Further reading[edit]


Hungarian[edit]

Pronunciation[edit]

  • IPA(key): [ˈrobot]
  • Hyphenation: ro‧bot
  • Rhymes: -ot

Etymology 1[edit]

From Bavarian robat, robold, from Czech robota (forced labour, drudgery).

Noun[edit]

robot (plural robotok)

  1. (historical) socage, forced labour
  2. (figuratively) hard work, drudgery
Declension[edit]
Inflection (stem in -o-, back harmony)
singular plural
nominative robot robotok
accusative robotot robotokat
dative robotnak robotoknak
instrumental robottal robotokkal
causal-final robotért robotokért
translative robottá robotokká
terminative robotig robotokig
essive-formal robotként robotokként
essive-modal
inessive robotban robotokban
superessive roboton robotokon
adessive robotnál robotoknál
illative robotba robotokba
sublative robotra robotokra
allative robothoz robotokhoz
elative robotból robotokból
delative robotról robotokról
ablative robottól robotoktól
non-attributive
possessive - singular
roboté robotoké
non-attributive
possessive - plural
robotéi robotokéi
Possessive forms of robot
possessor single possession multiple possessions
1st person sing. robotom robotjaim
2nd person sing. robotod robotjaid
3rd person sing. robotja robotjai
1st person plural robotunk robotjaink
2nd person plural robototok robotjaitok
3rd person plural robotjuk robotjaik
Derived terms[edit]

Etymology 2[edit]

From Czech robot, from robota (forced labour, drudgery). Coined in the 1921 science-fiction play R.U.R. (Rossum's Universal Robots) by Karel Čapek.

Noun[edit]

robot (plural robotok)

  1. robot
Declension[edit]

Same as above.

Derived terms[edit]

Further reading[edit]

  • (socage; drudgery): robot in Bárczi, Géza and László Országh. A magyar nyelv értelmező szótára (’The Explanatory Dictionary of the Hungarian Language’). Budapest: Akadémiai Kiadó, 1959–1962. Fifth ed., 1992: →ISBN

Italian[edit]

Etymology[edit]

From Czech robot.

Pronunciation[edit]

  • IPA(key): /roˈbo/**, /roˈbɔ/**, /roˈbɔt/[1]

Noun[edit]

robot m (invariable)

  1. robot
  2. (computing) bot

Derived terms[edit]

References[edit]

  1. ^ robot in Luciano Canepari, Dizionario di Pronuncia Italiana (DiPI)

Anagrams[edit]


Jamaican Creole[edit]

Etymology[edit]

(This etymology is missing or incomplete. Please add to it, or discuss it at the Etymology scriptorium.)

Pronunciation[edit]

  • IPA(key): /ˈɹʷoː.bʌt/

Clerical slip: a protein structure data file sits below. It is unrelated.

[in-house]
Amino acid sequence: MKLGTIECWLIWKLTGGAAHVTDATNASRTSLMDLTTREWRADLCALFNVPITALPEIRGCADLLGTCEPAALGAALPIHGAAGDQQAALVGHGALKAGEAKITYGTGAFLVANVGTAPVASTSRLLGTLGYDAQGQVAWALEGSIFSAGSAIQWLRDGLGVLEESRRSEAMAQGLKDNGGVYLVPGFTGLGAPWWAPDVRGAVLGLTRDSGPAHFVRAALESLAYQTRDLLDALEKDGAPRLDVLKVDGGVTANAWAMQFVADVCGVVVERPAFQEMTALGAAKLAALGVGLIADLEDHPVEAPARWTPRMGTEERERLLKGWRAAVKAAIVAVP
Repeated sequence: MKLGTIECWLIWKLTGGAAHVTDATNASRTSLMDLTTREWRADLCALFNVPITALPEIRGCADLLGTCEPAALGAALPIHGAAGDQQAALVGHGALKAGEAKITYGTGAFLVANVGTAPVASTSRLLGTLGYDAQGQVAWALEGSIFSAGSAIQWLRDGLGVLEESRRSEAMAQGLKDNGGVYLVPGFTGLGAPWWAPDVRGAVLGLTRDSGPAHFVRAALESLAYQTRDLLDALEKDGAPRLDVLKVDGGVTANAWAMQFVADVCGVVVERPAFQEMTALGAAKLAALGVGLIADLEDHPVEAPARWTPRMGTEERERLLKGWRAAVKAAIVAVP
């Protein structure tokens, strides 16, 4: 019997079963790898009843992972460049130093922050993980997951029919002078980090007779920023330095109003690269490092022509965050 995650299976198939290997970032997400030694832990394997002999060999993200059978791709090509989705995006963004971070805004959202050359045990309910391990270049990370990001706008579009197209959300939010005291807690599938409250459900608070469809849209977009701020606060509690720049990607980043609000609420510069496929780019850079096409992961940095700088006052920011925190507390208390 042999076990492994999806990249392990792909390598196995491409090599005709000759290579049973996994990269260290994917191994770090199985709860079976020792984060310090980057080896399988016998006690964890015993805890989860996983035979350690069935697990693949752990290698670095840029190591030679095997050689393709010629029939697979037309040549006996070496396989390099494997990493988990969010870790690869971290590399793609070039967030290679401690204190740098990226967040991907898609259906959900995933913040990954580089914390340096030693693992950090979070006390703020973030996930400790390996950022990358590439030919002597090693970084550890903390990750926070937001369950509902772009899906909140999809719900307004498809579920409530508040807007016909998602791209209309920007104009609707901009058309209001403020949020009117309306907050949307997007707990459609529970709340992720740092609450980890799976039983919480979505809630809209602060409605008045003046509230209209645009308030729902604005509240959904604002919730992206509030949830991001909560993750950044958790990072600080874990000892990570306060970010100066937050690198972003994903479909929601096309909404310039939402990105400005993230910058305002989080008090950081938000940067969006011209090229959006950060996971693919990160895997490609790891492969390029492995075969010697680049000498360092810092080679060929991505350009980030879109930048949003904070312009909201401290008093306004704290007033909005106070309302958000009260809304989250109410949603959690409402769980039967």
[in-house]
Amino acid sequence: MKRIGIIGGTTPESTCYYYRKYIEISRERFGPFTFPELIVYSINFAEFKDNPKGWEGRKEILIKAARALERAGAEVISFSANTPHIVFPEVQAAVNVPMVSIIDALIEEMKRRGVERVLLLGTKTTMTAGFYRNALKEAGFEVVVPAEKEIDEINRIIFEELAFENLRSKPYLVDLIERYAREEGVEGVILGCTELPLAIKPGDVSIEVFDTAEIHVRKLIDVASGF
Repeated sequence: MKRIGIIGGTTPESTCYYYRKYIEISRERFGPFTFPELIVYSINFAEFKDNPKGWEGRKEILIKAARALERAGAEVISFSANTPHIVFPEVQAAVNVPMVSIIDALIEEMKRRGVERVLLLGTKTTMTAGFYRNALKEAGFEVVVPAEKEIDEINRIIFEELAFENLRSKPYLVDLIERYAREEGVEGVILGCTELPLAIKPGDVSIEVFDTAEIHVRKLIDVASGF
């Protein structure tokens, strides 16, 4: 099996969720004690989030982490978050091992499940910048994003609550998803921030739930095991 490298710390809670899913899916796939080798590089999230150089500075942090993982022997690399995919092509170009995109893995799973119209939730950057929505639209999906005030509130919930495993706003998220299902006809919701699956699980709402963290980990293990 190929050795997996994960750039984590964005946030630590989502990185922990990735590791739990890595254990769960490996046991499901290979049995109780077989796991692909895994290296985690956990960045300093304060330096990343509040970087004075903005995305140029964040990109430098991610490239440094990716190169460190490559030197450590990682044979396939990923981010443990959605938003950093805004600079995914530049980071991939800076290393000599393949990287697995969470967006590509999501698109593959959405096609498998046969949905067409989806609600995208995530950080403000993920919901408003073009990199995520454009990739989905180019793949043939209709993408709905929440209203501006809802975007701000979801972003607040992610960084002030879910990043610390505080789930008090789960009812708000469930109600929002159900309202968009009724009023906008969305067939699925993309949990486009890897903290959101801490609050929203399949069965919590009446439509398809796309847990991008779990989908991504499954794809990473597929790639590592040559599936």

• Hyphenation: ro‧bot

Noun[edit]

robot (plural: robot dem, quantified: robot)

  1. An illegal taxi.
    • 2013, “Robot – Patois Definition”, in Jamaican Patwah[2] (in English):
      “Slang expression for a vehicle that is operating as a taxi without the proper license that is required. []
    Mi n'ave nuh big money fi spen' pon taxi. See one robot a come deh. Mek wi tek it.
    I don't have a lot of money to spend on a cab. Here's an illegal taxi. Let's take that.

See also[edit]


Latvian[edit]

Verb[edit]

robot (tr., 2nd conj., pres. roboju, robo, robo, past roboju)

  1. to notch
  2. to jag
  3. to make an incision (on)

Conjugation[edit]

Synonyms[edit]


Norwegian Bokmål[edit]

Norwegian Wikipedia has an article on:
Wikipedia no

Etymology[edit]

From Czech robota

Noun[edit]

robot m (definite singular roboten, indefinite plural roboter, definite plural robotene)

  1. a robot

References[edit]


Norwegian Nynorsk[edit]

Norwegian Nynorsk Wikipedia has an article on:
Wikipedia nn

Etymology[edit]

From Czech robota

Noun[edit]

robot m (definite singular roboten, indefinite plural robotar, definite plural robotane)

  1. a robot

References[edit]


Polish[edit]

Polish Wikipedia has an article on:
Wikipedia pl

Etymology[edit]

From Czech robot.

Pronunciation[edit]

Noun[edit]

robot m inan

  1. robot

Declension[edit]

Derived terms[edit]

Further reading[edit]

  • robot in Polish dictionaries at PWN

Portuguese[edit]

Noun[edit]

robot m (plural robots)

  1. Alternative form of robô

Romanian[edit]

Etymology[edit]

From French robot, from Czech robot.

Noun[edit]

robot m (plural roboți)

  1. robot

Declension[edit]


Serbo-Croatian[edit]

Pronunciation[edit]

  • IPA(key): /rôbot/
  • Hyphenation: ro‧bot

Noun[edit]

rȍbot m (Cyrillic spelling ро̏бот)

  1. robot

Declension[edit]


Slovene[edit]

Etymology[edit]

From Czech robot.

Pronunciation[edit]

Noun[edit]

robọ̑t m anim

  1. robot

Inflection[edit]

Masculine anim., hard o-stem
nom. sing. robót
gen. sing. robóta
singular dual plural
nominative robót robóta robóti
accusative robóta robóta robóte
genitive robóta robótov robótov
dative robótu robótoma robótom
locative robótu robótih robótih
instrumental robótom robótoma robóti

Spanish[edit]

Etymology[edit]

From English robot, from Czech.

Pronunciation[edit]

  • IPA(key): /roˈbot/, [roˈβ̞ot̪]

Noun[edit]

robot m (plural robots)

  1. robot

Derived terms[edit]

Related terms[edit]


Swedish[edit]

Noun[edit]

robot c

  1. robot
  2. missile

Declension[edit]

Declension of robot 
Singular Plural
Indefinite Definite Indefinite Definite
Nominative robot roboten robotar robotarna
Genitive robots robotens robotars robotarnas

Turkish[edit]

Etymology[edit]

From Czech robot via French or English.

Noun[edit]

robot (definite accusative robotu, plural robotlar)

  1. robot [from 1933]

Declension[edit]

Inflection
Nominative robot
Definite accusative robotu
Singular Plural
Nominative robot robotlar
Definite accusative robotu robotları
Dative robota robotlara
Locative robotta robotlarda
Ablative robottan robotlardan
Genitive robotun robotların

References[edit]